“If [Ellen] wants to have her own show and have her name on the show title, she needs to be more involved to see what’s going on,” one former employee said.
Ellen DeGeneres has built her worldwide, multimillion-dollar brand on the motto “be kind,” with lavish giveaways and acts of charity. But behind the scenes, current and former employees on her leading daytime show say they faced racism, fear, and intimidation.
“That ‘be kind’ bullshit only happens when the cameras are on. It’s all for show,” one former employee told BuzzFeed News. “I know they give money to people and help them out, but it’s for show.”
BuzzFeed News spoke to one current and 10 former employees on The Ellen DeGeneres Show, all of whom asked to remain anonymous, fearing retribution from the award-winning NBC daytime talk show and others in the entertainment industry. They said they were fired after taking medical leave or bereavement days to attend family funerals. One employee, who claims she was fed up with comments about her race, essentially walked off the job. Others said they were also instructed by their direct managers to not speak to DeGeneres if they saw her around the office.
Most of the former employees blamed executive producers and other senior managers for the day-to-day toxicity, but one former employee said that, ultimately, it’s Ellen’s name on the show and “she really needs to take more responsibility” for the workplace environment.
“If she wants to have her own show and have her name on the show title, she needs to be more involved to see what’s going on,” one former employee said. “I think the executive producers surround her and tell her, ‘Things are going great, everybody’s happy,’ and she just believes that, but it’s her responsibility to go beyond that.”
In a joint statement to BuzzFeed News, executive producers Ed Glavin, Mary Connelly, and Andy Lassner said they take the stories of the employees “very seriously.”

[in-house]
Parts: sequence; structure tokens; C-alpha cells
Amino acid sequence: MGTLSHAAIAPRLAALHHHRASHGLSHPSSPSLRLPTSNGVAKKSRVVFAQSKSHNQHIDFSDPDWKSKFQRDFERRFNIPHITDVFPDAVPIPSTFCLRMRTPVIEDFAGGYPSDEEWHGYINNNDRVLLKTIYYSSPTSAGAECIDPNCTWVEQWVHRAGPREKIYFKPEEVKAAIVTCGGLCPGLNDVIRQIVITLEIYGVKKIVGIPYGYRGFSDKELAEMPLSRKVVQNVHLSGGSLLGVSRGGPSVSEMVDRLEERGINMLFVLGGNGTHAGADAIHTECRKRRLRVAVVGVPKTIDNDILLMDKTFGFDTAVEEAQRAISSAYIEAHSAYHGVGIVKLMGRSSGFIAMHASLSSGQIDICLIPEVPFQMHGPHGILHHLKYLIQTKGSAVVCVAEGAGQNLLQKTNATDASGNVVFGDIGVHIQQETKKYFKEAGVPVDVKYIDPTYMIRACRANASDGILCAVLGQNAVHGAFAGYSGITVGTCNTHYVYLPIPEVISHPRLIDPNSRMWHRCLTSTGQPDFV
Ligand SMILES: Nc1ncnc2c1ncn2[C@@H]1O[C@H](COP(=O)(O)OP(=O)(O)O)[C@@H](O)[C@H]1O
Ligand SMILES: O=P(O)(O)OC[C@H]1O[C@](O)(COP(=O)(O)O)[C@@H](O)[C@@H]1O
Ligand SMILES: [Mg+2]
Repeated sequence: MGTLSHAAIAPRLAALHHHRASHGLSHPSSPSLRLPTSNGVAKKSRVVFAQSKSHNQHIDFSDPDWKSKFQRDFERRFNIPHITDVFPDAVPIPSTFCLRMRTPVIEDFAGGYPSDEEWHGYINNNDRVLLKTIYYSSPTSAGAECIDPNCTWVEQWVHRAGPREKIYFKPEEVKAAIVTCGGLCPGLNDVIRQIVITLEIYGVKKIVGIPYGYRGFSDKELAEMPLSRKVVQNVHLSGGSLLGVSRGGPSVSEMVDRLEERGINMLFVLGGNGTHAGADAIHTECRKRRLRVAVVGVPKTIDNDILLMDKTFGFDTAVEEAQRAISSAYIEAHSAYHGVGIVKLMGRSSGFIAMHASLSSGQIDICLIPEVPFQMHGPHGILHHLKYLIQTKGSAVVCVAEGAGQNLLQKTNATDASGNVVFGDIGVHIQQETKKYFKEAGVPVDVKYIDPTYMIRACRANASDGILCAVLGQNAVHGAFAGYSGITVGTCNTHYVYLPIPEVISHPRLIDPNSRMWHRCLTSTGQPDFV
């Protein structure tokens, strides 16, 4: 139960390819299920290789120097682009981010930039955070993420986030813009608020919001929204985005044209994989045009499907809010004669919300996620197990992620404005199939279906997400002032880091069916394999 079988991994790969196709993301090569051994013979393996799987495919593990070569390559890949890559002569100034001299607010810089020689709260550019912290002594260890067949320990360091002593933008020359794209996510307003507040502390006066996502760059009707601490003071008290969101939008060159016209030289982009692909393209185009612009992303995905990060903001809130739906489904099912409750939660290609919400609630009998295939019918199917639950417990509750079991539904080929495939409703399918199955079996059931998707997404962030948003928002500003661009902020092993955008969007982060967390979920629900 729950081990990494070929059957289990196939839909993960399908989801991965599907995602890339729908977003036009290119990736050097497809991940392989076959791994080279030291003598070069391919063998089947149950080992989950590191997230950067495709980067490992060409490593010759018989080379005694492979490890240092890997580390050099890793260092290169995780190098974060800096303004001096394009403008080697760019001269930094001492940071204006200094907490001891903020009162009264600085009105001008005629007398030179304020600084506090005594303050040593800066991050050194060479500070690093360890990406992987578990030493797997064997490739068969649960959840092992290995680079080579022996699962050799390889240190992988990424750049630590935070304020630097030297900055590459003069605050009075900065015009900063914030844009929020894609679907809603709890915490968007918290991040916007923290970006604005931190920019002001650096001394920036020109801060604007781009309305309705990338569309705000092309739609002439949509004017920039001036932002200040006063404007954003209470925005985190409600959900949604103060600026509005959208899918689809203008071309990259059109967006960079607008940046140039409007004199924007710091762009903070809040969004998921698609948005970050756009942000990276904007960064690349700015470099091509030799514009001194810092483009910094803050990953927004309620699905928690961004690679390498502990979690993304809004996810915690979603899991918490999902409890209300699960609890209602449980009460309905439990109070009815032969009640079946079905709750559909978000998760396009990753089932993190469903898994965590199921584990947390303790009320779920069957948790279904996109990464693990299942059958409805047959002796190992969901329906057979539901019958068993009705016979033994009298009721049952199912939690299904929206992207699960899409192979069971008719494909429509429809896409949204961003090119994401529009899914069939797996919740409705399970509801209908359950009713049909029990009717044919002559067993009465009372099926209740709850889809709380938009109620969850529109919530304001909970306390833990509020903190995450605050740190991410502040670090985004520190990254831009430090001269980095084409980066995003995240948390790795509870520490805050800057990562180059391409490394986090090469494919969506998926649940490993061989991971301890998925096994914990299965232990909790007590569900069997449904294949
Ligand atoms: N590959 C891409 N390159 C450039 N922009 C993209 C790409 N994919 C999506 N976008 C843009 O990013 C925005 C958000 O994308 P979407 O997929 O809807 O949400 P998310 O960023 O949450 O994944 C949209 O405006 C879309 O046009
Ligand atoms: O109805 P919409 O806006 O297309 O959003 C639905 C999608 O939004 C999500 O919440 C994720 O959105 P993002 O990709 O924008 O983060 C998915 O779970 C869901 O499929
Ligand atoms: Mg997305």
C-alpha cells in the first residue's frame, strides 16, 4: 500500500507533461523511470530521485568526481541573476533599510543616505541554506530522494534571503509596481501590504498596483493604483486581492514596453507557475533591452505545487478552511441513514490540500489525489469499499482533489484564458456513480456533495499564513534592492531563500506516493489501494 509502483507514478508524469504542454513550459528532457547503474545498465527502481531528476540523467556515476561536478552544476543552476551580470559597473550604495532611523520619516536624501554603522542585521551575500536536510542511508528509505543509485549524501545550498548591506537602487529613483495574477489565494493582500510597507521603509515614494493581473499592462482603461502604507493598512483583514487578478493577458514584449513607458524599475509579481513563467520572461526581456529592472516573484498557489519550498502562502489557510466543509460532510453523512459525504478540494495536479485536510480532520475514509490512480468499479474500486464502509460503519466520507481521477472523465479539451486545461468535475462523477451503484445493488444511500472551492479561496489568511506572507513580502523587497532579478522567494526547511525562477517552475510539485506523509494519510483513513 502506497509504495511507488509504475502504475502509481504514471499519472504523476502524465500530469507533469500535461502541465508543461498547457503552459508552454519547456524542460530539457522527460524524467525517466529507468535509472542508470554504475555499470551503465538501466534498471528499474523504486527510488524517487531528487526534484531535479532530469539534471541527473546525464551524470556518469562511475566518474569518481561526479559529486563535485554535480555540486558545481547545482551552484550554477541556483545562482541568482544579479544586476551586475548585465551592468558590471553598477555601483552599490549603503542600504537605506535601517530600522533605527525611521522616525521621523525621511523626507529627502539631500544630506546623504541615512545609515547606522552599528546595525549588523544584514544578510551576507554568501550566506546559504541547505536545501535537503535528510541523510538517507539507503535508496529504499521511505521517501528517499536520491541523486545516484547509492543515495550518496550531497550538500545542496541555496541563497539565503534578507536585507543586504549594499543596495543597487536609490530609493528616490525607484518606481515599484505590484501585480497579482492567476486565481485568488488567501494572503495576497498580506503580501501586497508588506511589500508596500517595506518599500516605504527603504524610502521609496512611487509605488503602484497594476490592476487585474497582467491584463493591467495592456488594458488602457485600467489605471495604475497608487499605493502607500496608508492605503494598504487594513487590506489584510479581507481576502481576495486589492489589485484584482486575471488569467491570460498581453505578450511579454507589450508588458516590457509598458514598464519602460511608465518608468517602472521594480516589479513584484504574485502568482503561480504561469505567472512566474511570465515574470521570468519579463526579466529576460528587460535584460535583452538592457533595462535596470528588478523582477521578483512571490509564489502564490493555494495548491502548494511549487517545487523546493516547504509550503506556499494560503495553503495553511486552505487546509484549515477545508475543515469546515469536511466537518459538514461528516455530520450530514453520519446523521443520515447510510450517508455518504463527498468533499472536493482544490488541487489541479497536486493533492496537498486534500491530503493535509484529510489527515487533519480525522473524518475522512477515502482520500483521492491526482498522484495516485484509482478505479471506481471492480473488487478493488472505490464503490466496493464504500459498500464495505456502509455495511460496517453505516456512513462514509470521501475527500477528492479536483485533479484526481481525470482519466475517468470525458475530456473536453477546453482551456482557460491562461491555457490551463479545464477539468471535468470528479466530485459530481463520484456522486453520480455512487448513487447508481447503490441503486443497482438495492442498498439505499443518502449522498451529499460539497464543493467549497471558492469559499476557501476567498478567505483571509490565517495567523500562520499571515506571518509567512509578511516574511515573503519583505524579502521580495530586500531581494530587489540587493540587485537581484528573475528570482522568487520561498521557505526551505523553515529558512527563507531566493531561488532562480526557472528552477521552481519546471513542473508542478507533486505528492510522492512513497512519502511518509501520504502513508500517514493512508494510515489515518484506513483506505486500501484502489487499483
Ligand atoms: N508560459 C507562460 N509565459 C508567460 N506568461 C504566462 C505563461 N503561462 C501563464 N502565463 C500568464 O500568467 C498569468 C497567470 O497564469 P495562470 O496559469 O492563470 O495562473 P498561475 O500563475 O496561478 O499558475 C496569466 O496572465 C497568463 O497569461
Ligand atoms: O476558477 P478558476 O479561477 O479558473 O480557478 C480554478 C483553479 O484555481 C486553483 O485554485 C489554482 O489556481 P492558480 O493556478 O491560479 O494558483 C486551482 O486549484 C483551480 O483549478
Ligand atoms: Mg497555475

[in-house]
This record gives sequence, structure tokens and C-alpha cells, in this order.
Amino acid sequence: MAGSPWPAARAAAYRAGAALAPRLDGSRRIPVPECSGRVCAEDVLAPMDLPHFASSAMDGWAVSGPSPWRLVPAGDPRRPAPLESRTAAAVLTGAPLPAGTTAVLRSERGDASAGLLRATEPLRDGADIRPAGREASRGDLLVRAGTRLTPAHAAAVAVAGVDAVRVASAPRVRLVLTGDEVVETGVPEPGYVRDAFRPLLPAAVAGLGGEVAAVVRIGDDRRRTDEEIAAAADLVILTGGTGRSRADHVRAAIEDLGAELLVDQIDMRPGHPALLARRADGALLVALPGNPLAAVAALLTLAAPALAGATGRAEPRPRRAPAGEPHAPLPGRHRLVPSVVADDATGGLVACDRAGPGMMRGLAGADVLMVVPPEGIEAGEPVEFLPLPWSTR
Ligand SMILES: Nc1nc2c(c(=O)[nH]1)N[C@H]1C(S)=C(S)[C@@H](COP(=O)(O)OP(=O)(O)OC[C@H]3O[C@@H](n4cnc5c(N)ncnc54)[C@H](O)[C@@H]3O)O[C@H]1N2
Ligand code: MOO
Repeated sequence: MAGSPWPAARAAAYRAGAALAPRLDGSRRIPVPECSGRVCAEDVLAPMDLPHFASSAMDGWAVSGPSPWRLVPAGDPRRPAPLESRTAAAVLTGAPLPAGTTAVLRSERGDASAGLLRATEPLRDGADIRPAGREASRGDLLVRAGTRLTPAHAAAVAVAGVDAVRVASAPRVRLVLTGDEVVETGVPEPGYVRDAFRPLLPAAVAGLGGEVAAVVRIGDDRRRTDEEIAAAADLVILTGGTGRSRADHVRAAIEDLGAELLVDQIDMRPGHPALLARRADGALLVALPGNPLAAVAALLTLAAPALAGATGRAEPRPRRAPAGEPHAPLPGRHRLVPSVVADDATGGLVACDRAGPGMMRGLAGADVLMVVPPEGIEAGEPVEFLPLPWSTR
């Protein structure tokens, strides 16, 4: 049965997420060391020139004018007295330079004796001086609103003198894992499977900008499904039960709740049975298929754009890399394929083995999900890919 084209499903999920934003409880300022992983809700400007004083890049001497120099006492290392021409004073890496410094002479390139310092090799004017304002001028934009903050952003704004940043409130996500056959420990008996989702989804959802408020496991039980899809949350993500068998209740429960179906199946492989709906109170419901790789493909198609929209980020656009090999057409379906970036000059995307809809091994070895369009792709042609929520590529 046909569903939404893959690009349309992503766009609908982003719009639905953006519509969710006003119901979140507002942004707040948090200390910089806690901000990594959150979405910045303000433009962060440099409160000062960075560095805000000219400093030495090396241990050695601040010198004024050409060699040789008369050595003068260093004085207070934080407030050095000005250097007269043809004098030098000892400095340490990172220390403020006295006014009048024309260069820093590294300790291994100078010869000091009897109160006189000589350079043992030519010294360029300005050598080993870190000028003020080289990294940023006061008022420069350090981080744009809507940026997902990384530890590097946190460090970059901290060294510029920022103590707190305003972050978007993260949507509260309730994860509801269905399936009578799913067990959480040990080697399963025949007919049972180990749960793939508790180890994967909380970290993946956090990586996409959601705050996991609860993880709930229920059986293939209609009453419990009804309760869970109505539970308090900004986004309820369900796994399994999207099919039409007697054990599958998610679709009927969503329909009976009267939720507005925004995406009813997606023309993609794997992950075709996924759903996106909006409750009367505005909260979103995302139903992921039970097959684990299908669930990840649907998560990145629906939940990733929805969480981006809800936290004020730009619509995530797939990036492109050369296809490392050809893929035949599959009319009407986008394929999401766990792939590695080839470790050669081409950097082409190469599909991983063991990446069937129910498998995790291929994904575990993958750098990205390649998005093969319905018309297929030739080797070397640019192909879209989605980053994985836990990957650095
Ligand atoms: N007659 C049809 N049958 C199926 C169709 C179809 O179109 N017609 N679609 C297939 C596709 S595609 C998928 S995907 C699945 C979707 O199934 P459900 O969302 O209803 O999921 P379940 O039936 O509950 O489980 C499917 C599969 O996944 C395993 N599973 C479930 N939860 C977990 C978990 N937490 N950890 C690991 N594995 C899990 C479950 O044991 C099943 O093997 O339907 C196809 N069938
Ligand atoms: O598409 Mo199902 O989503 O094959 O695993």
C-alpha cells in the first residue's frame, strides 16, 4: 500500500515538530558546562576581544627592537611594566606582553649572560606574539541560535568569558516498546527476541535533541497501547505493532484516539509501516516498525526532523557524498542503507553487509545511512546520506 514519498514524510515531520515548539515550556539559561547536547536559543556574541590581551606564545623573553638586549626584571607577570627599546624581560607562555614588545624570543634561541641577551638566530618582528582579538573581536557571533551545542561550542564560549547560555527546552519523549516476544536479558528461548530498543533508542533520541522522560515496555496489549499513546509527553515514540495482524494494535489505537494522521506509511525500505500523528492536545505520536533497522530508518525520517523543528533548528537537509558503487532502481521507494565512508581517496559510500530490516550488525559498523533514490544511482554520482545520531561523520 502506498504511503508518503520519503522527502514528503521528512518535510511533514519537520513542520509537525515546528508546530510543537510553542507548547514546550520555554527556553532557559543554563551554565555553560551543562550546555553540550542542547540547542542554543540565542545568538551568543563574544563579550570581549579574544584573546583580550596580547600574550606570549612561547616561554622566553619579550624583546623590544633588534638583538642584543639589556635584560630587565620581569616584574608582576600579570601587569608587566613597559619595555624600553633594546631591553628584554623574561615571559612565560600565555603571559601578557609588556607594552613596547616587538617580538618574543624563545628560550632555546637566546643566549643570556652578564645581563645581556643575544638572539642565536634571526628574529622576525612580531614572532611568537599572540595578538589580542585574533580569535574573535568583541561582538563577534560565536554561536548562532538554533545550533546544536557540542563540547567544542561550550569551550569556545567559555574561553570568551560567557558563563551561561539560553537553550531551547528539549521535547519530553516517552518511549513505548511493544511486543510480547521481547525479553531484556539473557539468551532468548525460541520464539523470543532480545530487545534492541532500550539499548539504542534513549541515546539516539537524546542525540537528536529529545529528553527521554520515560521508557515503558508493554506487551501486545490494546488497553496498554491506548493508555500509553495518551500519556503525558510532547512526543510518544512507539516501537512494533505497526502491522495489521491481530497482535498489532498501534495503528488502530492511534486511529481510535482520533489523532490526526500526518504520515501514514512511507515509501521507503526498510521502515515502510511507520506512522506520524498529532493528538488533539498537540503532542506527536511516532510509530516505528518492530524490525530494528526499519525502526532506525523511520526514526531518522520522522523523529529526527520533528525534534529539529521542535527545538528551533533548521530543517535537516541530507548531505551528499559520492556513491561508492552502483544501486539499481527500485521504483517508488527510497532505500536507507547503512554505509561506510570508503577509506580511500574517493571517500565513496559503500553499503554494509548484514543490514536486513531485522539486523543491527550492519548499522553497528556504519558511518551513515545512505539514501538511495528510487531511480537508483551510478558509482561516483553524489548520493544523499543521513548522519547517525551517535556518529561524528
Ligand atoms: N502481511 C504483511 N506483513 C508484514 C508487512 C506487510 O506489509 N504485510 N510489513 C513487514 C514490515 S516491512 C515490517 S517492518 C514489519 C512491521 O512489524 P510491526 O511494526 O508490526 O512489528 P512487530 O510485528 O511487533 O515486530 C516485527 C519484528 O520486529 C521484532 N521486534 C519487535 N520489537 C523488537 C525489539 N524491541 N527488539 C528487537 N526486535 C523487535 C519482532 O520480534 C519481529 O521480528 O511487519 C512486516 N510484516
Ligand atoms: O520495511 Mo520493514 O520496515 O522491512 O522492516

“Over the course of nearly two decades, 3,000 episodes, and employing over 1000 staff members, we have strived to create an open, safe, and inclusive work environment,” they said. “We are truly heartbroken and sorry to learn that even one person in our production family has had a negative experience. It’s not who we are and not who we strive to be, and not the mission Ellen has set for us.
“For the record, the day to day responsibility of the Ellen show is completely on us. We take all of this very seriously and we realize, as many in the world are learning, that we need to do better, are committed to do better, and we will do better.”
A Black woman who used to work on The Ellen DeGeneres Show told BuzzFeed News she experienced racist comments, actions, and “microaggressions” during her year and a half as an employee. She said when she was hired, a senior-level producer told her and another Black employee, “Oh wow, you both have box braids; I hope we don’t get you confused.” And at a work party, she said, one of the main writers told her, “I’m sorry, I only know the names of the white people who work here,” and other coworkers “awkwardly laughed it off” instead of coming to her defense.
When the former employee brought up issues of race and representation on the show and asked producers not to use offensive terms like “spirit animal” in segments, her colleagues called her “the PC police.”
When she started to speak up about the discrimination, she said, all of her colleagues distanced themselves from her.
“Whenever I brought up an issue to my white male boss, he would bring up some random story about some random Black friend that he had and how they managed to get over stuff,” she said. “He would use his Black friend as some way to say, ‘I understand your struggle.’ But it was all performative bullshit.”
After one year at Ellen, she said she asked for a raise after learning another recent hire made double for doing the same job, despite her having worked in the television industry for a decade. Her manager told her “they’d see what they could do,” but months went by and nothing happened, she said.
“They definitely don’t practice what they preach with the ‘be kind’ mantra.”
The former employee said she was also called into a meeting with executive producer Ed Glavin, where she was reprimanded for her objections to the term “spirit animal,” asking for a raise, and suggesting employees on the show receive diversity and inclusion training.
“He said that I was walking around looking resentful and angry,” she said…